QXGA has a resolution of 2048×1536. This particular display mode is commonly used by graphics designers, computer engineers, and other users who require or prefer exact image details when using various programs for specific projects. It’s also ideal for users who use their devices to watch online videos.

With a resolution of 1600×21200, UXGA is also used by computer programmers, editors, and designers who require high definition and crystal clear images. It’s commonly used for watching TV shows, movies, and other forms of media or entertainment online to ensure an exceptional viewing quality.

WSXGA is basically a widescreen version of the original WXGA featuring a screen resolution of 1680×1050 with 32-bit pixels. It’s most commonly applied to wide screen LCD displays that are 15.4 inches diagonally.

common lcd panel resolutions brands

LCD panel interfaces have changed over the years as resolutions have moved from 640×480 to 3840×2160. The following outlines the common ones that we support with our LCD controllers and cable kits. They cover most of the large size and higher resolution LCD panels on the market:

LVDS: LVDS was introduced in the late 1990’s and enabled connection for higher resolution panels with the benefit of reducing EMI. The LVDS interface is supported by most Digital View LCD controllers and covers panel resolutions from 640×480 to 3840×2160 though newer formats are replacing it for higher resolutions. It remains very popular for HD type resolutions, ie up to around 1920×1200. Most LCD panel manufacturers have LCD panels supporting LVDS, including AUO, BOE, Innolux, JDI, Kyocera, LG, Mitsubishi, Sharp, Tianma. LVDS is Low Voltage Differential Switching.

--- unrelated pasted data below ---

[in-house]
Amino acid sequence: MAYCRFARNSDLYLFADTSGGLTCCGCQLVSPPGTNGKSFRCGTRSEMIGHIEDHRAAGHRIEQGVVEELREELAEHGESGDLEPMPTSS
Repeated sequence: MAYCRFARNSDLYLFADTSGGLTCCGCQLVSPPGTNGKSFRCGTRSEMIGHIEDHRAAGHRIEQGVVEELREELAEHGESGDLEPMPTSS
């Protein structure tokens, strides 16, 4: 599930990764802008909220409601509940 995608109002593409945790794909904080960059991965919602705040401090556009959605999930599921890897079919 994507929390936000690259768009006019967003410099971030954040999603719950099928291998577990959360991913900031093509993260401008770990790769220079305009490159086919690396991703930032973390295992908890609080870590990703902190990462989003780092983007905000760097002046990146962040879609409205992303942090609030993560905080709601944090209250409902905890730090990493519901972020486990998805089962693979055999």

V-by-One: Increasingly common on 4K resolution panels typically 55″ and larger though I did find a 32″ 1920×1080 panel and 28″ 3840×2160 panel listed as in production. A benefit of V-by-One compared to LVDS is the reduction in cables for high resolution signal support and reduced EMI. LCD panel brands using V-by-One include AUO, BOE, Innolux, LG, Samsung, Sharp. I thought of V-by-One as replacing LVDS but apparently it was developed to replace FPD-Link.

eDP: First introduced in 2008 it is widely adopted by LCD panels used in laptops and similar devices. We are also now seeing it being used in higher resolution and brightness LCD panels but still typically smaller sizes, ie 30″ or smaller. Digital View LCD controller models supporting eDP include SVX-4096, SVX-2560, SVH-1920v2 and the new DD-1920-HDMI-EDPT. Brands using it include AUO, BOE, Innolux, LG, Panasonic, Samsung, Sharp, Tianma.

TTL: Supported by the ALR-1400v2 and HLR-1400v2 controllers this was the common panel interface when Digital View was founded in 1995. VGA (640×480) to XGA (1024×768) resolutions were mainstream at that time. Still used in commercial and industrial display applications AUO, Innolux, Kyocera, Mitsubishi, Samsung, Sharp, Tianma have LCD panels in production with resolutions such as 640×480, 800×480, 800×600, 1024×768. The name TTL is short for Transistor-Transistor Logic.

FPD-Link: The original low voltage differential switching signal but not to be confused with the LVDS interface on many panels as described above. It is now often used in the automotive market and currently up to FPD-Link III. It is not currently supported by any Digital View’s standard controller models though we are looking at it as a custom development option.

common lcd panel resolutions brands